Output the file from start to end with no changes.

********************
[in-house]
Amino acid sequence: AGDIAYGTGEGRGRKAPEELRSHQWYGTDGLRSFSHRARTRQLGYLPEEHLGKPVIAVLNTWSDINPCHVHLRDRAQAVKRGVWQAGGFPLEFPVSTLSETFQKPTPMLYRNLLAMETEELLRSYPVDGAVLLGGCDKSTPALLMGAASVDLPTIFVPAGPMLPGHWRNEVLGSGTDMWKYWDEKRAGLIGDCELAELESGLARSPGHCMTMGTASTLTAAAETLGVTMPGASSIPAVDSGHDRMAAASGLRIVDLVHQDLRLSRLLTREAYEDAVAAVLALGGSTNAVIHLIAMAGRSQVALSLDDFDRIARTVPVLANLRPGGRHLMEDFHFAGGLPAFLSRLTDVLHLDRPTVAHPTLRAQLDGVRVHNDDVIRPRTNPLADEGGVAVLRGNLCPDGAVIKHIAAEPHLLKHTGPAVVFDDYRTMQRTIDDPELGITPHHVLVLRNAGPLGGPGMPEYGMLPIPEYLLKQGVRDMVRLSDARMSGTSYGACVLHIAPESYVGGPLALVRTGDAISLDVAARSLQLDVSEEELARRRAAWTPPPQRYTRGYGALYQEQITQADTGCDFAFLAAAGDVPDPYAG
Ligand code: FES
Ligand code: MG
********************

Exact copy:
[in-house]
Amino acid sequence: AGDIAYGTGEGRGRKAPEELRSHQWYGTDGLRSFSHRARTRQLGYLPEEHLGKPVIAVLNTWSDINPCHVHLRDRAQAVKRGVWQAGGFPLEFPVSTLSETFQKPTPMLYRNLLAMETEELLRSYPVDGAVLLGGCDKSTPALLMGAASVDLPTIFVPAGPMLPGHWRNEVLGSGTDMWKYWDEKRAGLIGDCELAELESGLARSPGHCMTMGTASTLTAAAETLGVTMPGASSIPAVDSGHDRMAAASGLRIVDLVHQDLRLSRLLTREAYEDAVAAVLALGGSTNAVIHLIAMAGRSQVALSLDDFDRIARTVPVLANLRPGGRHLMEDFHFAGGLPAFLSRLTDVLHLDRPTVAHPTLRAQLDGVRVHNDDVIRPRTNPLADEGGVAVLRGNLCPDGAVIKHIAAEPHLLKHTGPAVVFDDYRTMQRTIDDPELGITPHHVLVLRNAGPLGGPGMPEYGMLPIPEYLLKQGVRDMVRLSDARMSGTSYGACVLHIAPESYVGGPLALVRTGDAISLDVAARSLQLDVSEEELARRRAAWTPPPQRYTRGYGALYQEQITQADTGCDFAFLAAAGDVPDPYAG
Ligand code: FES
Ligand code: MG